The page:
They came unto the battle’s very edge,

And seemed to step into abyss from ledge

Of precipice when to the Christian lines

They came and with an olive branch made sign

Of peace; and every eye was mazed to see

How Heide bowed her head, who once was free

With laughter and with tossing hair, demure

To Conrad bent, as if a virgin pure

Of that stark faith of Christ; and now a lull

Fell over battlefield, as if to cull

What Heide meant by bowing to that knight

Who’d struggled long against the pagan night:

She whispered then, ‘I’ve come for sake of peace,

That we this war should either side surcease,

I’ve come because I fear the final night

That no man staves away, however bright

His honor, lest eternal it may be,

And by Him granted who would Mankind free

Of sin; I’ve come to ask that I be shrived,

Who ever yet in license free had lived,

And in that freedom, railed against the bounds

And limits set against where Loki sounds

His trickster words that better yet to rule

In Hell than Heaven serve, enslaved a fool;

Forgive me! Please forgive me all my hate!

To not forgive sows seeds of blood-feuds’ fate!’

She sank her down upon the night-maned neck

Of Nottfax then, where every eye could reck;

She bowed to Conrad Dragonsbane, herself

Threw down before his mercy, she, Half-Elf,

Whose call had war begun; and Freydegar

Leaned close to uncle’s ear, and begged that war

Might cease, who under Elf-land’s burning stars

Had Heide wedded, and from Ingvir got

An oath that Elf no more had Christian fought,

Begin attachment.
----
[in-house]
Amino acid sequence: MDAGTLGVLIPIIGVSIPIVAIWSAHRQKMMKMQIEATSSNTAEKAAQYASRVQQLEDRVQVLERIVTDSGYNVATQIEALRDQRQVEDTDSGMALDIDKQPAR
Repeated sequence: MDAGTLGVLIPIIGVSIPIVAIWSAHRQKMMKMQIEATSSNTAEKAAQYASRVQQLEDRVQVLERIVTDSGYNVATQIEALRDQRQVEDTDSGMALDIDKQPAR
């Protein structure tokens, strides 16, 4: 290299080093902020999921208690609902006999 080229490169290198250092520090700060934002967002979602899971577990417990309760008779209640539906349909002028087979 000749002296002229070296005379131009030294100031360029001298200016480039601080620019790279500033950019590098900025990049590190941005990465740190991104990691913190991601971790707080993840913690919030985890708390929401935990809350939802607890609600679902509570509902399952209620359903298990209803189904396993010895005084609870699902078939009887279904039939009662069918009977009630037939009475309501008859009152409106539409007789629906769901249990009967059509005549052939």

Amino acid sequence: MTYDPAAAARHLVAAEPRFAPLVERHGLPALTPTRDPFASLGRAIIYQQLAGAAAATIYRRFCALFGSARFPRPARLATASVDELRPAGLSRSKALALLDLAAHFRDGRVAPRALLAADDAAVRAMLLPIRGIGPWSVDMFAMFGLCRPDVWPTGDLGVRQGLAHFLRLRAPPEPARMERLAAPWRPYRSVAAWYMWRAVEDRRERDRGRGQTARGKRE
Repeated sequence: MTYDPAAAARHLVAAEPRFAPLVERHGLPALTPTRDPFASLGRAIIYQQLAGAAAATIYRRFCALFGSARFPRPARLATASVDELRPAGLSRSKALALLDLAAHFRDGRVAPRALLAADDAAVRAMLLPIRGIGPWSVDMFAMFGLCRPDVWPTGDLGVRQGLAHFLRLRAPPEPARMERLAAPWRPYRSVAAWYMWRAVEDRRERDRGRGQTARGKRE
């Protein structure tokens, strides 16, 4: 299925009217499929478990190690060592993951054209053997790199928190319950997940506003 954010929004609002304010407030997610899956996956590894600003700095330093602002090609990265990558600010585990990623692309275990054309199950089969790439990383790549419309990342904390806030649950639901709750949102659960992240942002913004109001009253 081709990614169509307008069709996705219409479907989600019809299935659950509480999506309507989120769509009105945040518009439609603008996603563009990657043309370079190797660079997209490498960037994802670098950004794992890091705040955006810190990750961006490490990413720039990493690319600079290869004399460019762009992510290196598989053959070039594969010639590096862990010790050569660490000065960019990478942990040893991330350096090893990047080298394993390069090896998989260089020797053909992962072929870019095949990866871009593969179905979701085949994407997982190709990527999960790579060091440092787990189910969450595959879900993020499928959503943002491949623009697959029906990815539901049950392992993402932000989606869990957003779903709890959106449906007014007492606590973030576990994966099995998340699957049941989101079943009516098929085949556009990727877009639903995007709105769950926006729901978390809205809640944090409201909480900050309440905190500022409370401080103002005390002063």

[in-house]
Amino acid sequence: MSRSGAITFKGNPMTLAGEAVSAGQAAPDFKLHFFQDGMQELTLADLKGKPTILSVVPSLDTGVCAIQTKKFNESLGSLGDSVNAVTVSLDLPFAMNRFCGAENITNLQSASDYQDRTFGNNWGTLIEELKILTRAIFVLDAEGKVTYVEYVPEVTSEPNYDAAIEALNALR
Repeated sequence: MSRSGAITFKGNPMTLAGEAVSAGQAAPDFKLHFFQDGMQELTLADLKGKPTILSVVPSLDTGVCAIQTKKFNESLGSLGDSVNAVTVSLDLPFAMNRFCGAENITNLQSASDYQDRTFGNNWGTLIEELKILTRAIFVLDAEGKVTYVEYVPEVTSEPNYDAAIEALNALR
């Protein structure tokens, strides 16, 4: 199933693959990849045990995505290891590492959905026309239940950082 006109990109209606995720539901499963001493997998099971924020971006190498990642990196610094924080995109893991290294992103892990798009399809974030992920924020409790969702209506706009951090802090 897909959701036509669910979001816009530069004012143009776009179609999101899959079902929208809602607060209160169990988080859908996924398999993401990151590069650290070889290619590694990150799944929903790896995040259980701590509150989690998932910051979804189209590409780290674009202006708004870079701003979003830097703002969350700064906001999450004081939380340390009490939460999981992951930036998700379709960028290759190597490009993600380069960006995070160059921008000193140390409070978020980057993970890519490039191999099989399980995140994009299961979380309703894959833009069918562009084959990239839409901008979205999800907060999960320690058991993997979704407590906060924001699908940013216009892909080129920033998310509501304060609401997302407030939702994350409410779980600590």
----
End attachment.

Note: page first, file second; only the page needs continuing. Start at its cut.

A peace between Empire and Alfheim bought

So long as Scathnung no more pagans sought;

And more he told, that sister-son, but drowned

He was when Herkus Monte spurred around,

And to the silent pagan hosts cried out

His fury, rallying men with his war-shout:

‘Arise and ride, for Heide ride, nor break

Your oaths; a spell is on her by that rake,

Remember fealty’s troth!’ so Herkus cried,

But answered him the host, ‘Our oaths to Heide

Break when she they break!’ — ‘Nor her alone,

But oaths to Ingaevonings’ wild thrones

You also swore, the Prus and Danes, the Balts,

The Wulfings, Saxons, underneath the vaults

Of stars eternal, swore to Christians kill

Until the missions of their lands are still!’




And in this exhortation’s midst came he

Who Elsa from the clutching worm made free,

A lance was in his hand, and in his eyes

Was wrath that in Goliath saw no size,

But only death, and Conrad thrust his lance

In Herkus Monte for the pagans’ glance,

And though that giant strove against his foe

With flashing blade, had Conrad come below

His guard and burst the mail that kept his breast,

And Conrad fought until came final rest;

The Ingaevonings cried aloud, their spells

They canted to the endless elvish hells,

But all who had before come forth remained